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The U.S. Supreme Court strips the EPA's power to curb pollution, California takes a big step toward universal health care, and a Florida judge will temporarily block the state's 15-week abortion ban.

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SCOTUS significantly limits the Clean Air Act and rules against the "Stay in Mexico" policy, Judge Ketanji Brown Jackson is sworn in to office, and President Biden endorses a filibuster carveout for abortion rights.

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Success Housing Vets a Model for Ending Chronic Homelessness

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Tuesday, November 10, 2015   

HARTFORD, Conn. – Tomorrow is Veterans Day, and in Connecticut there is reason to celebrate progress in the struggles many veterans have faced since leaving the armed forces.

A few years ago, 10 percent of the adult homeless population in Connecticut was made up of veterans. Lisa Tepper Bates, executive director of the Connecticut Coalition to End Homelessness, says that has changed dramatically.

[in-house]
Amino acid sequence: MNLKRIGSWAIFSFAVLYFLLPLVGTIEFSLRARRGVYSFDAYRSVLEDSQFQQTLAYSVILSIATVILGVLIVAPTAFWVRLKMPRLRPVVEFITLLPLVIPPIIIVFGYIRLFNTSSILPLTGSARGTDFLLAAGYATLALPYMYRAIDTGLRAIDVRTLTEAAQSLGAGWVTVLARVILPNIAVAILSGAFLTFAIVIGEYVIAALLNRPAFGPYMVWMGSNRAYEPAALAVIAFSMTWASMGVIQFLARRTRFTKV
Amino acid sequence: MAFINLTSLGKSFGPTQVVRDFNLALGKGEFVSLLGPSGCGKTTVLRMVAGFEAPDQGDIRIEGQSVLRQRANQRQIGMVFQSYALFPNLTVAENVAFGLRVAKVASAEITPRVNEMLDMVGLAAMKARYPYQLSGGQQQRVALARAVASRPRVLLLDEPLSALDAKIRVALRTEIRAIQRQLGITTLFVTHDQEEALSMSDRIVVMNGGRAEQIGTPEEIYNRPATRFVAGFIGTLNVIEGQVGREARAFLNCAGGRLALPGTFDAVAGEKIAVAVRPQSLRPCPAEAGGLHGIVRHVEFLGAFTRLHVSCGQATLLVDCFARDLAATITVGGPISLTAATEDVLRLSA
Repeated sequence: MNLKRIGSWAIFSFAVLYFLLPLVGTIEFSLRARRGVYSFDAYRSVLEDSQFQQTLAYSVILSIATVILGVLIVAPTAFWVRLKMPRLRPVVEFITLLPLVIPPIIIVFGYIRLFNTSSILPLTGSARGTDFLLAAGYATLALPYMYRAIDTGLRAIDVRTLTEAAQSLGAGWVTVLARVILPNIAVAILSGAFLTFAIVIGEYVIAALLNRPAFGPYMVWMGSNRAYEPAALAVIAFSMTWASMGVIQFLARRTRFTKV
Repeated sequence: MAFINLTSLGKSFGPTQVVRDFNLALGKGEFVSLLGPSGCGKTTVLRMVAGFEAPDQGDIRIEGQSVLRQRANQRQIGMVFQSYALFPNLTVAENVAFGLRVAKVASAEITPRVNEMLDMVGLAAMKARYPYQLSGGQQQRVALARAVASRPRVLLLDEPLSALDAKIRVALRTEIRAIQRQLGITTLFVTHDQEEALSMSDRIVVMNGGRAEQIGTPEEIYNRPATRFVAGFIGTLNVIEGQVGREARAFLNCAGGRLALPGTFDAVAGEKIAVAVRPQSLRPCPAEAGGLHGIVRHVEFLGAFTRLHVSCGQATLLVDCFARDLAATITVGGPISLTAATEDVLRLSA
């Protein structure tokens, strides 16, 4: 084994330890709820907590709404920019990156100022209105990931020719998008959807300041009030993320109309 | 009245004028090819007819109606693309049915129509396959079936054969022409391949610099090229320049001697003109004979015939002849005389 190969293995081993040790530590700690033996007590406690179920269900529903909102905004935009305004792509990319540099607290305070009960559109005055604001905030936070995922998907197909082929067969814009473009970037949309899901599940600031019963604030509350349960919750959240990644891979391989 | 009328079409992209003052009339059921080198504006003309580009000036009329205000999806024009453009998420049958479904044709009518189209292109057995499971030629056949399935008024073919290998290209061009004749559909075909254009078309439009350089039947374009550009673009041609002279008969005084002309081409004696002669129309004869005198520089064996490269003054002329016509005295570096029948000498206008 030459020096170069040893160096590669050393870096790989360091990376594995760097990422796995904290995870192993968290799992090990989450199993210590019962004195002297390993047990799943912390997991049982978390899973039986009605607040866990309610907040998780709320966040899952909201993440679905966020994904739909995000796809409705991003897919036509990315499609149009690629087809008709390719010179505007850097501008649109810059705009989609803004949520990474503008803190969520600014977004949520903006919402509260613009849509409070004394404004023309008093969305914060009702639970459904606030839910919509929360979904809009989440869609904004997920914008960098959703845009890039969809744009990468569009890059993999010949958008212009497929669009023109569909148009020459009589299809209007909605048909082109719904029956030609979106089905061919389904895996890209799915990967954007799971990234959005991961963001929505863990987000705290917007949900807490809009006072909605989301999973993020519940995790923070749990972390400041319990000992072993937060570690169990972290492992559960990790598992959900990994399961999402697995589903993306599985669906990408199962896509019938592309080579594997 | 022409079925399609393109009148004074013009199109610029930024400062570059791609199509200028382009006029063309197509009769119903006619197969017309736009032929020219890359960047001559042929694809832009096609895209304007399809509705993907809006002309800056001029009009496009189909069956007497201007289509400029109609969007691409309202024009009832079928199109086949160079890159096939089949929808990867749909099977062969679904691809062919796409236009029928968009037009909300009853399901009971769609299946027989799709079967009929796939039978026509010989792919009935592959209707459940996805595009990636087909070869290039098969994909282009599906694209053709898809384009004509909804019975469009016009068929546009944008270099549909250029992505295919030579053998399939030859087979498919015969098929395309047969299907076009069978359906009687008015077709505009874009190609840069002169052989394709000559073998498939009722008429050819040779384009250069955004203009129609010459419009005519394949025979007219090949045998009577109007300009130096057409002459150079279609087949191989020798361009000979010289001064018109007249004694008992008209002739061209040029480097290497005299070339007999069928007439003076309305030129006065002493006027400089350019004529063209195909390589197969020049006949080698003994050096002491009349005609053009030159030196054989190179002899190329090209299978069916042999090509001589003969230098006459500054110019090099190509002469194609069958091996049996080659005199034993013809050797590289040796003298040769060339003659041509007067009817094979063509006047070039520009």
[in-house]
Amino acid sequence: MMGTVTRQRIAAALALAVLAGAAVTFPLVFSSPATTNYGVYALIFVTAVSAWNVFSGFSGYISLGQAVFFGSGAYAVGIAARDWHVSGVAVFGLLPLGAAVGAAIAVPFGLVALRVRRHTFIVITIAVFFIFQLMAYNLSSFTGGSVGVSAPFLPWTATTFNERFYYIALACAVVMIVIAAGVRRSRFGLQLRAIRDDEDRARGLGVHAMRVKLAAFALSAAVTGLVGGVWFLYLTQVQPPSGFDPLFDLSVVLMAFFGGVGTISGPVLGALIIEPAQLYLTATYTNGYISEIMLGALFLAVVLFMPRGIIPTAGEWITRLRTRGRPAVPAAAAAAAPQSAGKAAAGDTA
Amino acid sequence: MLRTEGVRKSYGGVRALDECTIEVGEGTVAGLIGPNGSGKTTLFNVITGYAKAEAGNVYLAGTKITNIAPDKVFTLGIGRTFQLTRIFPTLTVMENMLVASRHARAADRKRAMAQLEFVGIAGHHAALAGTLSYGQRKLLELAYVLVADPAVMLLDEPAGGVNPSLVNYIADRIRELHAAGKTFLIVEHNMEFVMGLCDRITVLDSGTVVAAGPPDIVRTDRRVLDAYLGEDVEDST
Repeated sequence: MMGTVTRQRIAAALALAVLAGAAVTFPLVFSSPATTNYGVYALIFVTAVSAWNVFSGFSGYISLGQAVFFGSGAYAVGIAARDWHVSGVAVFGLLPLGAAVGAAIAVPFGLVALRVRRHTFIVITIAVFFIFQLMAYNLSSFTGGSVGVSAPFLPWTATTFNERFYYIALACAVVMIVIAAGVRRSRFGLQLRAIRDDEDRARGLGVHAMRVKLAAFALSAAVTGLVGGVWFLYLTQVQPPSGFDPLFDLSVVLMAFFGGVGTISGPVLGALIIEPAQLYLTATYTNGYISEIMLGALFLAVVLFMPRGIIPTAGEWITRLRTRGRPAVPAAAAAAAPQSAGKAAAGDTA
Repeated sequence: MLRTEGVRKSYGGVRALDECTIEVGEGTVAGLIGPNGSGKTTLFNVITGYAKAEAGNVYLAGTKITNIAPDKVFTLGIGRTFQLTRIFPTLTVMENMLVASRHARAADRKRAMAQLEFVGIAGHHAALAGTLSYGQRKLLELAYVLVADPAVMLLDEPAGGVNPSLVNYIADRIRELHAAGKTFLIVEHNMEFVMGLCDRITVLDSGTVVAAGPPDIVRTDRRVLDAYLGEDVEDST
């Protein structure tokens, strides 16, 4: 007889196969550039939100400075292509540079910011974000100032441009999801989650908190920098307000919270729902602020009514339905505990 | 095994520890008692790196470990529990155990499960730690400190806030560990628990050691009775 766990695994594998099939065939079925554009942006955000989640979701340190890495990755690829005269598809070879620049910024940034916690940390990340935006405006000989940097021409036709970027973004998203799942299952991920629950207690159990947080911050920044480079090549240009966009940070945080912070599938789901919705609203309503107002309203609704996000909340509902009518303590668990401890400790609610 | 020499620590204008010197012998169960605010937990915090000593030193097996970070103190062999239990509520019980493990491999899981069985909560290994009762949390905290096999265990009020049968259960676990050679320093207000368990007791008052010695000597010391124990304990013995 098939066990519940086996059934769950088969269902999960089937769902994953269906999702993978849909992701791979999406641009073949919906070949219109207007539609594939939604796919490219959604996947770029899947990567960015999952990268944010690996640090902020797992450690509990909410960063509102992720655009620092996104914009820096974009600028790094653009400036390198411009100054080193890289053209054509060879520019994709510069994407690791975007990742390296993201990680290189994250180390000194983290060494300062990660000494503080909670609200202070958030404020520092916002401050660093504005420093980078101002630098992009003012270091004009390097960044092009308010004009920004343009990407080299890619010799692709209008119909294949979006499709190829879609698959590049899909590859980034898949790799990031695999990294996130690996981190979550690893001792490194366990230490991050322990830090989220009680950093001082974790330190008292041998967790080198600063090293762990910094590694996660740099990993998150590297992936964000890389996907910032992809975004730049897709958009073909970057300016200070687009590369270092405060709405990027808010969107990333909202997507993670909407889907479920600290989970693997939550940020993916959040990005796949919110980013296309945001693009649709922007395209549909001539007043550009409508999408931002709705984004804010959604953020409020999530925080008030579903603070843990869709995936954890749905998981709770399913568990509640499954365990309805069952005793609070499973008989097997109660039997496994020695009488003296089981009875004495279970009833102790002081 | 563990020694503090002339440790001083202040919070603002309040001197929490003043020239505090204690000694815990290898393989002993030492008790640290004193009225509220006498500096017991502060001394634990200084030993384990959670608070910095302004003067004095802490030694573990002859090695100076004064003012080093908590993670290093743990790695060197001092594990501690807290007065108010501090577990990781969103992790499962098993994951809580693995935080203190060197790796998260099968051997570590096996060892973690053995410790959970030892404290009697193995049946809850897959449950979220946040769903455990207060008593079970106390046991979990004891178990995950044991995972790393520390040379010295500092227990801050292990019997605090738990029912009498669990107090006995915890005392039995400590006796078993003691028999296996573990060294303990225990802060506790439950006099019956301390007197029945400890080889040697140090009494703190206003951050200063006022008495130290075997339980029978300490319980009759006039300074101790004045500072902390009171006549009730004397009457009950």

"Not only did we manage to end the homelessness of all chronically homeless veterans," she says, "we are on track as a state to end all veteran homelessness in the very near future, hopefully by the end of this year."

Connecticut was the first state in the country to eliminate chronic homelessness for veterans. Bates credits service providers for taking an individual approach to each person's situation.

According to Bates, homeless adults are often given shelter, but then left on their own to deal with the root causes of their homelessness. That approach had to change in order for the state to make progress.

"All of the providers have pulled together to understand, by person, by name, the situation of each one of those veterans, and an understanding of what each one needs," she says.

Connecticut is one of only four states accepted into the national Zero: 2016 campaign to end all veteran homeless by the end of next year.

The state is also making significant progress toward ending homelessness altogether. Last February, the annual count of homeless in Connecticut identified 4,038 homeless individuals on a single day. According to Bates, that's the lowest number since the count began in 2007.

"That count reflected a drop of over 30 percent in unsheltered homelessness since the last unsheltered count," she says. "It also reflects a drop in sheltered homelessness by about four percent."

Bates says there's still a lot of work to do, but the state is headed in the right direction to end homelessness for all.


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